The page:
Six Eastern African member states actively participated in the auction out of the nine listed countries namely Kenya, Uganda, Rwanda, Tanzania, Burundi and Ethiopia. The others that were on the list but did not trade include DR Congo, Malawi and Mozambique.
Reason for this is that Uganda’s tea production has continued to show positive growth which has largely been attributed to good agronomic practices and increased acreage. Increased acreage is yielding to good production for this performance.
In the year ending 2018, tea exports recorded a 15 per cent increase – the highest performance that industrial players attribute to good production.
There was a rise in the exports of tea bags to 71 million bags of tea from 60 million kilograms bags average exported the previous consecutive years, according to Bank of Uganda records. The auction report by the East African Tea Export Auctions showed that Kenya exported over 7.2 million kilograms bags more than the 5.7 million it exported the same time last year. This indicated a 19.7 per cent increase in exports.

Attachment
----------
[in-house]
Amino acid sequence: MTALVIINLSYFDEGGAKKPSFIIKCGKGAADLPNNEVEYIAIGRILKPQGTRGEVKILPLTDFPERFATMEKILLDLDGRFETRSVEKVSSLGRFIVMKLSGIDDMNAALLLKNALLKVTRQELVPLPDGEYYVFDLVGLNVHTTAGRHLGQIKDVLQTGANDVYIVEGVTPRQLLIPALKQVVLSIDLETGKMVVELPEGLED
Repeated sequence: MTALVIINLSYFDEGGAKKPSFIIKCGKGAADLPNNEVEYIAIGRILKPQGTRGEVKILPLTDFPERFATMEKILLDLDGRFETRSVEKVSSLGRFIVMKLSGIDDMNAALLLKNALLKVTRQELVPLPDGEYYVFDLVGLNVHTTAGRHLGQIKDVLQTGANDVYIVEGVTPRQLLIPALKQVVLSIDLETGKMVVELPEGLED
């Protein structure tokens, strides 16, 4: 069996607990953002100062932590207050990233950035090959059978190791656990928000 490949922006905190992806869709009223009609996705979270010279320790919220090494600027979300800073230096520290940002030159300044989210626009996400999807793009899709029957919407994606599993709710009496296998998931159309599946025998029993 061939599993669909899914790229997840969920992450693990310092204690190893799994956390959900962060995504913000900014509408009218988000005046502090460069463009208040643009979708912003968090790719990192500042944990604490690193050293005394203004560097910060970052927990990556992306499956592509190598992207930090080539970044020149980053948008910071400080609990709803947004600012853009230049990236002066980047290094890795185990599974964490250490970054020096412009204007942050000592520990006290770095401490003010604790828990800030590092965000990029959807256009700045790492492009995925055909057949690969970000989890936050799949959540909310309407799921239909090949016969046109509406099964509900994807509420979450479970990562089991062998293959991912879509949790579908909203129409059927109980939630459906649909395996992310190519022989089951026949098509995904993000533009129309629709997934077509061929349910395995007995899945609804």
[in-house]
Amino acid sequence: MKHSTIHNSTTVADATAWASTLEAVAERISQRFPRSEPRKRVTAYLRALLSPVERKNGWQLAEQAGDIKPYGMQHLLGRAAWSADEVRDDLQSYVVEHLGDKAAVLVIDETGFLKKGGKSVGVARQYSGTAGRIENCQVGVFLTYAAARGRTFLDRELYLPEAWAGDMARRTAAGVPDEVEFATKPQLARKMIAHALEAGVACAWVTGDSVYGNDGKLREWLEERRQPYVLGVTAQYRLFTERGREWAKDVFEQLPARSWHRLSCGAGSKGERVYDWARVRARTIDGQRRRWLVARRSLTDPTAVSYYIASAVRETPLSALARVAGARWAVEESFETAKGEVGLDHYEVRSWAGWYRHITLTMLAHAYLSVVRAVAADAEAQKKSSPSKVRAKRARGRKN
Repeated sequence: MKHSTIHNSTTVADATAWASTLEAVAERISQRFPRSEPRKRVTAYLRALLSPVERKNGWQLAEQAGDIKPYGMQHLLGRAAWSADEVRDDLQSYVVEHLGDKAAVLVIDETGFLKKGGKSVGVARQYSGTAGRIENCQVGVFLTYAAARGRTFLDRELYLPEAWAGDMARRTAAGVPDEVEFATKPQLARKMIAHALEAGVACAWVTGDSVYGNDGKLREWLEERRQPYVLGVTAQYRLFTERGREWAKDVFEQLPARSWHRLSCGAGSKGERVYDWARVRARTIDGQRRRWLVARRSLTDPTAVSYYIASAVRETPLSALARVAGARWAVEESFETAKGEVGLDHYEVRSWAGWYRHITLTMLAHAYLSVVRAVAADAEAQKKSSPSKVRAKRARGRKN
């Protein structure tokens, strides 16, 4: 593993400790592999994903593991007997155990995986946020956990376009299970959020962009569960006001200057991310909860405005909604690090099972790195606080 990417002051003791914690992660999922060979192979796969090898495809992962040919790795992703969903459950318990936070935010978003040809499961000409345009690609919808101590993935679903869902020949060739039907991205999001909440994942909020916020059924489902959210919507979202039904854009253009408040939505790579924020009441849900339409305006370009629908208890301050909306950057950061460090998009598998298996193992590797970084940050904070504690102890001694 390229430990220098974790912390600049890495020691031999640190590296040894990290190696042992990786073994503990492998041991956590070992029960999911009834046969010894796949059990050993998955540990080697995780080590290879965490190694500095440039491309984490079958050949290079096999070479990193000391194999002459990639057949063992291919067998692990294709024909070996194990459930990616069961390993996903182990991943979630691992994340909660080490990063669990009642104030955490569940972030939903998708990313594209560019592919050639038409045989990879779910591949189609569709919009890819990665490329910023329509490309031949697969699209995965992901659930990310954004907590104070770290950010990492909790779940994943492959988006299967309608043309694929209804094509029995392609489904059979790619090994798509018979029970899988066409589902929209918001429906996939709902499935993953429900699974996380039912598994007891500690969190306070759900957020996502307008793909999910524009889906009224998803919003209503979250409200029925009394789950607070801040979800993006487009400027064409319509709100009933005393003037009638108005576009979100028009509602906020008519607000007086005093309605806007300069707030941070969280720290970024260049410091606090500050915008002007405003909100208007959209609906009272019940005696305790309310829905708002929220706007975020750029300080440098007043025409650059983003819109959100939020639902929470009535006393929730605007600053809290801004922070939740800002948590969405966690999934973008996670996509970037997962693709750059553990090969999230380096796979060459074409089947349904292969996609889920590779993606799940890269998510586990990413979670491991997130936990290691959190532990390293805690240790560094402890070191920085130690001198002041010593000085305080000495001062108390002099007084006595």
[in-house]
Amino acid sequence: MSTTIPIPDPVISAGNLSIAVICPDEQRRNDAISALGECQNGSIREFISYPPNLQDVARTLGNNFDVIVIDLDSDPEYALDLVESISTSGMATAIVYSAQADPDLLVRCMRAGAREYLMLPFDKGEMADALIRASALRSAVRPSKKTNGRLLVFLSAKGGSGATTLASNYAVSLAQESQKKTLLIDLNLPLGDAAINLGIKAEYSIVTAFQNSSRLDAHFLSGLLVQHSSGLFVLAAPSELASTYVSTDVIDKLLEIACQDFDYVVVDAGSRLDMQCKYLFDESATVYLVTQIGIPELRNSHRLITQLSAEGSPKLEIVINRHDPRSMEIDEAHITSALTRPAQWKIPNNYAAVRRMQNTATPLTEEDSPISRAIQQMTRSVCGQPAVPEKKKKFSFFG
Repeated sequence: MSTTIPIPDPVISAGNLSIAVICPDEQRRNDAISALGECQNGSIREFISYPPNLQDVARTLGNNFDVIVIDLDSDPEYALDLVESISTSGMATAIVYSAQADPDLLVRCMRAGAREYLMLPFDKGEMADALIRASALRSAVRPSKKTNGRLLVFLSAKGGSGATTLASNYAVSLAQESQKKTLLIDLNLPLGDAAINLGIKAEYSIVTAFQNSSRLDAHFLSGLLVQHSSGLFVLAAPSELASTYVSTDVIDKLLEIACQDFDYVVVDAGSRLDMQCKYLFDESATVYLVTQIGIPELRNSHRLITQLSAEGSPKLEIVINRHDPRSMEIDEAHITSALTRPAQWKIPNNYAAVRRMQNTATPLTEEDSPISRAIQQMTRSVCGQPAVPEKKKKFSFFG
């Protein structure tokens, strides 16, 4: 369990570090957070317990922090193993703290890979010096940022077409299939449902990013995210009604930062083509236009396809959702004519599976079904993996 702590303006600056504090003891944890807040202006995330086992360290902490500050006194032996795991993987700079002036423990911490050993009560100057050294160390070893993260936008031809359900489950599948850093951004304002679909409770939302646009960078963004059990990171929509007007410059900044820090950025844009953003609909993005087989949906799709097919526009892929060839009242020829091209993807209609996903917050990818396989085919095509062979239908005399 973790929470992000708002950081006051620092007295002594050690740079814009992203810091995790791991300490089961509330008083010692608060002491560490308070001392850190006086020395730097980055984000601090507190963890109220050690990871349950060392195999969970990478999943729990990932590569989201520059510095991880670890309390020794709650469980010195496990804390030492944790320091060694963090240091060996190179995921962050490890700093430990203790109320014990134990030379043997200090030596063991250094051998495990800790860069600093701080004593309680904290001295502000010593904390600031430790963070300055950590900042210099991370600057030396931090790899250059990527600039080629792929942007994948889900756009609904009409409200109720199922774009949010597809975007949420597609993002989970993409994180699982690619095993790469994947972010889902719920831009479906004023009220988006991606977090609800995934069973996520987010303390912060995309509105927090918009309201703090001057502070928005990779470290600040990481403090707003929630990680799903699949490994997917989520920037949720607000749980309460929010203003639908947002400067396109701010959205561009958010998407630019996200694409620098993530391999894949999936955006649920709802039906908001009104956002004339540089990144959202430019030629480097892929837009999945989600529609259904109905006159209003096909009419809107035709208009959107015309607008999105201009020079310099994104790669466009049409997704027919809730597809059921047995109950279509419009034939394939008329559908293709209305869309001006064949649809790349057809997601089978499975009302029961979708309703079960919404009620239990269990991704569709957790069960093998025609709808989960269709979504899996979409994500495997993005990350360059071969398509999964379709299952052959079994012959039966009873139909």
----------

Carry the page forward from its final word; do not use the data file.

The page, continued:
Uganda – the region’s second largest exporter – recorded the highest export margin of 43 per cent increase when it sold a total of 1.4 million kilograms bags up from 816,621 kilograms bags exported around the same time last year.
Rwanda exported 527,781 kilograms bags, up from 467,260 kilograms bags exported the same time last year. This indicated an 11.4 per cent growth.
Tanzania during this auction recorded a slight drop of 6 per cent when it exported a total of 273,725 kilograms bags, down from 292,221 kilograms bags it exported the previous year.
The only country outside East Africa experienced a sharp decline, when it exported 1,978 bags in this period down from 26,413 bags sold the same time last year is Ethiopia.